[Edit Notes: Ever wonder what makes some companies great and some just okay? Customer service plays an important role. In his second post on Buffer’s extraordinary customer service, Kiran Kumar takes a look at what it means to ‘Listen well’ to the customer.]
This is the second part of the article on “Lessons from Buffer on Customer Happiness”.
In the first part, I elaborated on how Buffer executes 3 ordinary truths in customer service extraordinarily well, viz.,
- Respond quickly
- Make it personal
- Solve the problem
The fourth truth is ‘Listen well’.
We’ve heard this said often – Don’t just hear, listen. But when it comes to customer service, the reason why companies don’t listen well (and enough) is because it is complicated.
In the language of business, to hear is to accept feedback, but to listen is to acknowledge and act on the feedback,and alert the user when an action is taken. So as you see, listening is not a single verb.
We’ll soon see how well Buffer listens and where it can improve, but first here is the problem I reported to Buffer.
Buffer has a neat mobile app. It is quite handy if you’d like to make or schedule a post. But let’s say you are browsing something on your mobile and want to post that url to Buffer. It is not easy to copy the link, open the Buffer app and paste it. So Buffer offers handy bookmarklets for Safari and Chrome mobile browsers on iOS.
The Safari bookmarklet works as advertised but the Chrome one doesn’t. My emails to the customer service team suggested that it is a known issue. And that’s where the problem is.
If it doesn’t work and you know about it, why make it available in the first place? If it is an intermittent issue, the user should be alerted. But no where during the handholding does Buffer tell you that.
See a snapshot of the steps to add the bookmarklet to Chrome Mobile browser in iOS below.
Simple steps presented crisply. But bummer! it doesn’t work. You wonder if you are doing something wrong. There is no delight when a product makes the user look stupid.
In contrast, see how Buffer sets your expectations right while handholding you through adding the Safari bookmarklet.
And it works, like a breeze. It wasn’t even as difficult as cautioned. There’s delight there.
The Response from Buffer
Accept & Acknowledge
When I gave the above feedback to the Buffer team, I was convinced Buffer intends to listen more than hear because they accept and acknowledge very well. And they have real people doing it rather than machines. A very welcome difference from other companies indeed.
Take a look at the reply I got from Buffer.
What delighted me most about the response, is not the effusive thank you, but the part where they talk about how the Happiness and Product teams are closely connected at Buffer. When you take time to offer feedback, you want it to get the attention of the right people. That acknowledgement is important to keep the confidence of the user.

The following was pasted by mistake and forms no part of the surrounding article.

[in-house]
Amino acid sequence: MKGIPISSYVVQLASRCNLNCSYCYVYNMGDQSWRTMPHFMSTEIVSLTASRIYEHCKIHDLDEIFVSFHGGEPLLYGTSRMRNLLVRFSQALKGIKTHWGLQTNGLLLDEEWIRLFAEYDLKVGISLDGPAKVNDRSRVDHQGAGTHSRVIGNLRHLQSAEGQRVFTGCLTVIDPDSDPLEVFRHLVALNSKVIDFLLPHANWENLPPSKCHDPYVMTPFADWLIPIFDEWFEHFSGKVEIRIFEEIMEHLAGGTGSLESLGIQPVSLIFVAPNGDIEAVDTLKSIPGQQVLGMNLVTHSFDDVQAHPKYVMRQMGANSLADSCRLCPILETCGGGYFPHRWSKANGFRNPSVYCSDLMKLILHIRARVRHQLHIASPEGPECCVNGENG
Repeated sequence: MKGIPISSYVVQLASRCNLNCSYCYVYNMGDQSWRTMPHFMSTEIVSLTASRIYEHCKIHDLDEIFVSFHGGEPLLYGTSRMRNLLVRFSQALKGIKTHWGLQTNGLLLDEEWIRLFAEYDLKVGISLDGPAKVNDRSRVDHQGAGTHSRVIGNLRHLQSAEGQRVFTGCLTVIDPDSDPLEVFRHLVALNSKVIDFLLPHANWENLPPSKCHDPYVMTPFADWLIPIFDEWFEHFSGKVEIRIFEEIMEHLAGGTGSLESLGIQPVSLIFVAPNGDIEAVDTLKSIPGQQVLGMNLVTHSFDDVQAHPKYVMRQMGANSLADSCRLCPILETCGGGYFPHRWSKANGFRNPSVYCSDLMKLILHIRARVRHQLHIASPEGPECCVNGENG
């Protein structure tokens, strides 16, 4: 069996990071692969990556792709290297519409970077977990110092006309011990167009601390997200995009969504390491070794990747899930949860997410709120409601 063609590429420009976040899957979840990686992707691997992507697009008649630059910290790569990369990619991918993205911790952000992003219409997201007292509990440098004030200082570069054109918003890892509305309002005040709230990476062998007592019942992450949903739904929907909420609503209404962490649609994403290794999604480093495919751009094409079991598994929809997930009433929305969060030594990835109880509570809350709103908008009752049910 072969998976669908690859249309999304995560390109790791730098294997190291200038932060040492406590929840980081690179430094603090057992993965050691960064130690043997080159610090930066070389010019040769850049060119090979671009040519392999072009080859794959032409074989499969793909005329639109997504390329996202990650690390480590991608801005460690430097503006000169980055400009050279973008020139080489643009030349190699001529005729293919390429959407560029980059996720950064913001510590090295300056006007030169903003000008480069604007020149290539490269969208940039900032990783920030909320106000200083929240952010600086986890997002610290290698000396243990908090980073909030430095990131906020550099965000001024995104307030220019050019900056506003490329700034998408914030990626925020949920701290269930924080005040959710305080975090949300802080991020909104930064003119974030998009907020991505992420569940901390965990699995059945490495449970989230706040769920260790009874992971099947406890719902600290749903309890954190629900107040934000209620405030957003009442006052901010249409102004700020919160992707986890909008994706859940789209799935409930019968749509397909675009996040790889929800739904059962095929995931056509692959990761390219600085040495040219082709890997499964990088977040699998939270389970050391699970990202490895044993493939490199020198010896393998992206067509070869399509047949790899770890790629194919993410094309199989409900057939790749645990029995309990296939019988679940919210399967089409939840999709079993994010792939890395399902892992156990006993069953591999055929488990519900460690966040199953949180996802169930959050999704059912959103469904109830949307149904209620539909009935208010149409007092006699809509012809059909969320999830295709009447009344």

The Buffer team does well to mitigate the effect of a sub-optimal experience by responding fast to accept and acknowledge the feedback. But is this enough for a company that states customer happiness as its other raison d’être? I think not. So here’s what Buffer can do.
Act & Alert
At the time of writing this article, the bug in the Chrome mobile browser bookmarklet hasn’t been fixed. It still spits out this error.
So, why not make bug fixes and feature enhancements that come from users, public?
This is not new, some companies do this well because there are some advantages, viz.,
It tells the customer that you are acting on their feedback; that you are ‘on it’.
- By allowing them to vote on feature enhancements, you build only what your users care for most, and
- A committed user community does some great good for the company’s image.
Imagine how additive it would be for Buffer’s brand if in their reply, they also said
“…thanks for taking time to make Buffer better. We got your feedback. You can follow the progress of your bugfix/suggestion here or we’ll let you know when it is done” .
For an organisation to listen well and do it at scale, it needs to invest in systems, processes, and people to accept, acknowledge, act, and alert on all user feedback.
It is difficult for a company to do this if it isn’t differentiating from the competition on customer service. But one of the reasons Buffer is growing so fast – when there are a plethora of social sharing tools in the market – is because it puts delivering customer happiness at par with building a great product.
So it is imperative for Buffer to make those investments to set newer and higher benchmarks in Customer Happiness. Isn’t that their goal anyway?
Do you have a different perspective on Listening? Please share it in the comments.